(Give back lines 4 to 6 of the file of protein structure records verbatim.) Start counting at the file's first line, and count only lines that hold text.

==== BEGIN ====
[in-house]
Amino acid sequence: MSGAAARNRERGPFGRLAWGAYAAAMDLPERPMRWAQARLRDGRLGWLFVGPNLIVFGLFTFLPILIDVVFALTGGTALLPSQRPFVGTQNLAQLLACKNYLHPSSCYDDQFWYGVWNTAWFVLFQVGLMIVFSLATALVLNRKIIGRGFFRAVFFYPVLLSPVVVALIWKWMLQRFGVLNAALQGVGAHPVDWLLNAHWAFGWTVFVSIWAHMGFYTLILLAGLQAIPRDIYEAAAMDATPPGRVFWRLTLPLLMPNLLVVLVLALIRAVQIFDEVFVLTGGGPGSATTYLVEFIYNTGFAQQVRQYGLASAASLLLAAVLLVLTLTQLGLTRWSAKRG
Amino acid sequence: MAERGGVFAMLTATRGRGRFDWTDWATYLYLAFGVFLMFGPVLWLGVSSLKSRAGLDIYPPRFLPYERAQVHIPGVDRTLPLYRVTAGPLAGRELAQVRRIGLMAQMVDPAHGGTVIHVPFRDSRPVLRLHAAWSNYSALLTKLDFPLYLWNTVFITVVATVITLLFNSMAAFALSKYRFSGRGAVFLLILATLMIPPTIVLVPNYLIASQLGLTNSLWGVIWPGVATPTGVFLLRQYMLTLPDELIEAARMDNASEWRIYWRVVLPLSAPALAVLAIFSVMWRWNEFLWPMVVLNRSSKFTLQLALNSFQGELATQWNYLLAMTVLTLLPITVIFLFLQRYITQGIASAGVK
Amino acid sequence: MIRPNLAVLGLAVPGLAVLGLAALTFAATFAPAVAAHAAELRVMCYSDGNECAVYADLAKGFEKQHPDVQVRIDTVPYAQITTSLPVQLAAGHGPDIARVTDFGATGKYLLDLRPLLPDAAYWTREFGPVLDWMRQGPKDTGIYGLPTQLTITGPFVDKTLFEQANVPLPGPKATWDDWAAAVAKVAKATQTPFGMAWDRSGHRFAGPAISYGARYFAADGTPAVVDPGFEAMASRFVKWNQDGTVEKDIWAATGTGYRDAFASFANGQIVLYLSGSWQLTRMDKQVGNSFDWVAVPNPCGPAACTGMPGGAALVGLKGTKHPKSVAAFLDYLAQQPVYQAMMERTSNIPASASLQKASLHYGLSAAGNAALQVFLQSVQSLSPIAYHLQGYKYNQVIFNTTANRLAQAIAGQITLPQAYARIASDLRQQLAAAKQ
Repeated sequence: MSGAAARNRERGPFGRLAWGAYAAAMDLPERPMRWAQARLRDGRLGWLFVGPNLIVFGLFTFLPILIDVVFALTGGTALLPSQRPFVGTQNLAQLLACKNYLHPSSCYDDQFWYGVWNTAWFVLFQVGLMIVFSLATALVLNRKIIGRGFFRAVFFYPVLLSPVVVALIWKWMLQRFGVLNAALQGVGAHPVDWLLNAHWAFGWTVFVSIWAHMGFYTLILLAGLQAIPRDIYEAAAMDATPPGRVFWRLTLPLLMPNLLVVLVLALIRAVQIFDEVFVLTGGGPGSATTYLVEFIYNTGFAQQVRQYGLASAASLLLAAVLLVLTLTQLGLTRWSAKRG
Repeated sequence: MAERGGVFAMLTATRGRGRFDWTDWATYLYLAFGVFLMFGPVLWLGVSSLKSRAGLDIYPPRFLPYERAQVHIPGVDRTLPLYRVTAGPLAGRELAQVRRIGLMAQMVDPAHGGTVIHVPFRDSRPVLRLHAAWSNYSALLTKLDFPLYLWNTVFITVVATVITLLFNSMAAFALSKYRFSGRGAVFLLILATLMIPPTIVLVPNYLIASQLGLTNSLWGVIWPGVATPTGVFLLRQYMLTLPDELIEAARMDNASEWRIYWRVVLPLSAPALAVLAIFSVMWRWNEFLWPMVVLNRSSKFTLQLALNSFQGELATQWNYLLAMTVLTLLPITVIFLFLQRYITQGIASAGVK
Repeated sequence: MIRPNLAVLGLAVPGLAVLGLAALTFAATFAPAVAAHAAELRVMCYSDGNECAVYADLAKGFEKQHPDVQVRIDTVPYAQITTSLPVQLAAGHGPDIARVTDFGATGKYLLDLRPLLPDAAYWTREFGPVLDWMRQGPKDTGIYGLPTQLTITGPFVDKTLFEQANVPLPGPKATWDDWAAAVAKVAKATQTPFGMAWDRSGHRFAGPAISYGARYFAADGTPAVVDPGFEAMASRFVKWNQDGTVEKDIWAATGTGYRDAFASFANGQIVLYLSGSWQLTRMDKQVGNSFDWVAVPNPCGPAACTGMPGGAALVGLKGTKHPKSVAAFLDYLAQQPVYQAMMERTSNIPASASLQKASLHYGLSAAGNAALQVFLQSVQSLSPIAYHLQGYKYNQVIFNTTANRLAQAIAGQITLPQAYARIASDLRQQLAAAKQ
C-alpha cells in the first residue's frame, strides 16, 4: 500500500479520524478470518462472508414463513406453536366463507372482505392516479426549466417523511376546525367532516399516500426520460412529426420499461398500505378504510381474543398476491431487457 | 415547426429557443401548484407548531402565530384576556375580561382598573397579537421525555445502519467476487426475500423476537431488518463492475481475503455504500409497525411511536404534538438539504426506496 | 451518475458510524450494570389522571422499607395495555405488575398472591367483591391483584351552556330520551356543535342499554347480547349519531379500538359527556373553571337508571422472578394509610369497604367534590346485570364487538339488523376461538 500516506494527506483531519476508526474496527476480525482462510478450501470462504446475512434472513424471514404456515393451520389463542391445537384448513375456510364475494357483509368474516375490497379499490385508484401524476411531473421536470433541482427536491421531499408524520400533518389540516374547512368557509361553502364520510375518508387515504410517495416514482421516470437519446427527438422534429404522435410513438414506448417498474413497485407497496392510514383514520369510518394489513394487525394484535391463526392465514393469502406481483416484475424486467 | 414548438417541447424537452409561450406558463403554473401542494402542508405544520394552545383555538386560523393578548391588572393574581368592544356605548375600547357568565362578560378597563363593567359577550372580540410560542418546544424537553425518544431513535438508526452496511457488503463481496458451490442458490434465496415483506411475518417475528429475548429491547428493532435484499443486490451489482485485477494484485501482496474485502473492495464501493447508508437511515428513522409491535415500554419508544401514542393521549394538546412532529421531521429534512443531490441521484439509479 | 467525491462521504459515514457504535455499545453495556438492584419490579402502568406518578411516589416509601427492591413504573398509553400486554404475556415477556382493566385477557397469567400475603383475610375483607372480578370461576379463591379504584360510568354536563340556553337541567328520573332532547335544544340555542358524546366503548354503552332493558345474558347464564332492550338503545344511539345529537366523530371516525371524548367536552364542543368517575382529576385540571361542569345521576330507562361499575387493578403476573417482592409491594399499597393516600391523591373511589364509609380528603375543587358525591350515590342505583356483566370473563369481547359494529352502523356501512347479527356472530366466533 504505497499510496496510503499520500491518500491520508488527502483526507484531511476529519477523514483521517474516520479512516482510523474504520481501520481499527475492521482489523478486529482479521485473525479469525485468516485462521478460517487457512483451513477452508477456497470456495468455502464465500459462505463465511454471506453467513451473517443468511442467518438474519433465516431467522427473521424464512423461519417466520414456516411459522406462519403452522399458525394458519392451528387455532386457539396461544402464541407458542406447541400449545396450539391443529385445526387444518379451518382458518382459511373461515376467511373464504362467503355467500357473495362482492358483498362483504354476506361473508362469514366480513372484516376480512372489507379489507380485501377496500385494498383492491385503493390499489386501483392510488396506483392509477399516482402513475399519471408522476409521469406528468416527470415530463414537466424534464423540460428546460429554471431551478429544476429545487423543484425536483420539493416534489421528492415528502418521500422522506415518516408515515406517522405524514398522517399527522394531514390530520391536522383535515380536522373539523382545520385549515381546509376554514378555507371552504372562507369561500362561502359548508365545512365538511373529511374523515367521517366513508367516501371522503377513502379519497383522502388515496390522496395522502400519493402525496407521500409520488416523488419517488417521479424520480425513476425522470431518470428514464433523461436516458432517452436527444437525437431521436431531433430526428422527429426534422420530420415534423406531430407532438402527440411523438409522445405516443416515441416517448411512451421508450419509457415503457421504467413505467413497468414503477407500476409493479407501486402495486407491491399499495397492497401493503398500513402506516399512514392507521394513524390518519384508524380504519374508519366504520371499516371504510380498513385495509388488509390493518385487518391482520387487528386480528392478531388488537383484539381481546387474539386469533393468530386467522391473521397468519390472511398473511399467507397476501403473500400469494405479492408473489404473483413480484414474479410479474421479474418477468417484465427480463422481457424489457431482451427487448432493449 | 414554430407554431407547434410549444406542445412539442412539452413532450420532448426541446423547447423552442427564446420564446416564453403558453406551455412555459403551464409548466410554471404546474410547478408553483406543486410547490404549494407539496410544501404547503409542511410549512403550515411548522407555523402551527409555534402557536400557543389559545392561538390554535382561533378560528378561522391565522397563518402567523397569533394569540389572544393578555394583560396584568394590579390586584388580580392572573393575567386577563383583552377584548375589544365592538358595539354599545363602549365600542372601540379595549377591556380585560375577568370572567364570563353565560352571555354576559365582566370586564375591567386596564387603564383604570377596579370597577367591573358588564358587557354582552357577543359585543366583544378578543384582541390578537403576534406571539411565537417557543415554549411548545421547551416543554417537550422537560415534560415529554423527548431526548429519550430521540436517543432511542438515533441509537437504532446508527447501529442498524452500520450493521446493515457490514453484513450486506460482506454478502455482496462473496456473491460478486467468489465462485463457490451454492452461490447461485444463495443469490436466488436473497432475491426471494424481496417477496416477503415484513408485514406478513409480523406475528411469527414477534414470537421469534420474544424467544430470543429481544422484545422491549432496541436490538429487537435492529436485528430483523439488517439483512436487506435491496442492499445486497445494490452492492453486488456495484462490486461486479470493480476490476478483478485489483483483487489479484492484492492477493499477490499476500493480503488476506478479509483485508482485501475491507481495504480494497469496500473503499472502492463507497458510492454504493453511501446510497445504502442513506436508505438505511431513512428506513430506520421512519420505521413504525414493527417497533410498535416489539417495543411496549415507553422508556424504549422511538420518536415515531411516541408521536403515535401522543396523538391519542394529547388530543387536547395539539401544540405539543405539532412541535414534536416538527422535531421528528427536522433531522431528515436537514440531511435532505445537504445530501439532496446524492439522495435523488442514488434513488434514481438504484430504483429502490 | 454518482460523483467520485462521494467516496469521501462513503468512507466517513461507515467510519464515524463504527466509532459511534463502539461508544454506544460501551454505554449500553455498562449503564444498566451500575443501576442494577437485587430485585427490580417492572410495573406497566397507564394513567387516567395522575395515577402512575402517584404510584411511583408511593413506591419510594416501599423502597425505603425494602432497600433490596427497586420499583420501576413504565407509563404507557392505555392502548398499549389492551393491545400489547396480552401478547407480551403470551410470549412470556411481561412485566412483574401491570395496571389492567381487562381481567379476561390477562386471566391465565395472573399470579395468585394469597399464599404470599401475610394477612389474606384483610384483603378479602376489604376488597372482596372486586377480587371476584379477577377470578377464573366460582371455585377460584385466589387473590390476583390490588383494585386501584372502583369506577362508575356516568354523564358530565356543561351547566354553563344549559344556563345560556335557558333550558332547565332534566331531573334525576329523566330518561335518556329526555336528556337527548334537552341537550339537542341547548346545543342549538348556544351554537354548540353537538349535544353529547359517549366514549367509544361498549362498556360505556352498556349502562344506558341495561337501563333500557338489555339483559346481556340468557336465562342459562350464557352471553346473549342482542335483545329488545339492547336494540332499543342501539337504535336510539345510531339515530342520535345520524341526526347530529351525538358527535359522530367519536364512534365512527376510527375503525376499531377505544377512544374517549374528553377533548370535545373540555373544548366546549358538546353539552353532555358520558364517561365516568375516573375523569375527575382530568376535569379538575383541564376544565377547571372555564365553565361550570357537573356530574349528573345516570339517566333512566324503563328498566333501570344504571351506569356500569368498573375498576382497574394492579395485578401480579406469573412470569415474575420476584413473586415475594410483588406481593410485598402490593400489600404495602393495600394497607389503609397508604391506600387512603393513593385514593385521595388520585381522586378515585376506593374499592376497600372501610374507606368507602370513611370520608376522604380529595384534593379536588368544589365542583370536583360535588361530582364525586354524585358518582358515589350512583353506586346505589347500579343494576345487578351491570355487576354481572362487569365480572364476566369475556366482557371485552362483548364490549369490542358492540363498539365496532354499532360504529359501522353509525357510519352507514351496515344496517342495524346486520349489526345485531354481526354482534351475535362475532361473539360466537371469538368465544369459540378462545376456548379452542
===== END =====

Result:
Amino acid sequence: MIRPNLAVLGLAVPGLAVLGLAALTFAATFAPAVAAHAAELRVMCYSDGNECAVYADLAKGFEKQHPDVQVRIDTVPYAQITTSLPVQLAAGHGPDIARVTDFGATGKYLLDLRPLLPDAAYWTREFGPVLDWMRQGPKDTGIYGLPTQLTITGPFVDKTLFEQANVPLPGPKATWDDWAAAVAKVAKATQTPFGMAWDRSGHRFAGPAISYGARYFAADGTPAVVDPGFEAMASRFVKWNQDGTVEKDIWAATGTGYRDAFASFANGQIVLYLSGSWQLTRMDKQVGNSFDWVAVPNPCGPAACTGMPGGAALVGLKGTKHPKSVAAFLDYLAQQPVYQAMMERTSNIPASASLQKASLHYGLSAAGNAALQVFLQSVQSLSPIAYHLQGYKYNQVIFNTTANRLAQAIAGQITLPQAYARIASDLRQQLAAAKQ
Repeated sequence: MSGAAARNRERGPFGRLAWGAYAAAMDLPERPMRWAQARLRDGRLGWLFVGPNLIVFGLFTFLPILIDVVFALTGGTALLPSQRPFVGTQNLAQLLACKNYLHPSSCYDDQFWYGVWNTAWFVLFQVGLMIVFSLATALVLNRKIIGRGFFRAVFFYPVLLSPVVVALIWKWMLQRFGVLNAALQGVGAHPVDWLLNAHWAFGWTVFVSIWAHMGFYTLILLAGLQAIPRDIYEAAAMDATPPGRVFWRLTLPLLMPNLLVVLVLALIRAVQIFDEVFVLTGGGPGSATTYLVEFIYNTGFAQQVRQYGLASAASLLLAAVLLVLTLTQLGLTRWSAKRG
Repeated sequence: MAERGGVFAMLTATRGRGRFDWTDWATYLYLAFGVFLMFGPVLWLGVSSLKSRAGLDIYPPRFLPYERAQVHIPGVDRTLPLYRVTAGPLAGRELAQVRRIGLMAQMVDPAHGGTVIHVPFRDSRPVLRLHAAWSNYSALLTKLDFPLYLWNTVFITVVATVITLLFNSMAAFALSKYRFSGRGAVFLLILATLMIPPTIVLVPNYLIASQLGLTNSLWGVIWPGVATPTGVFLLRQYMLTLPDELIEAARMDNASEWRIYWRVVLPLSAPALAVLAIFSVMWRWNEFLWPMVVLNRSSKFTLQLALNSFQGELATQWNYLLAMTVLTLLPITVIFLFLQRYITQGIASAGVK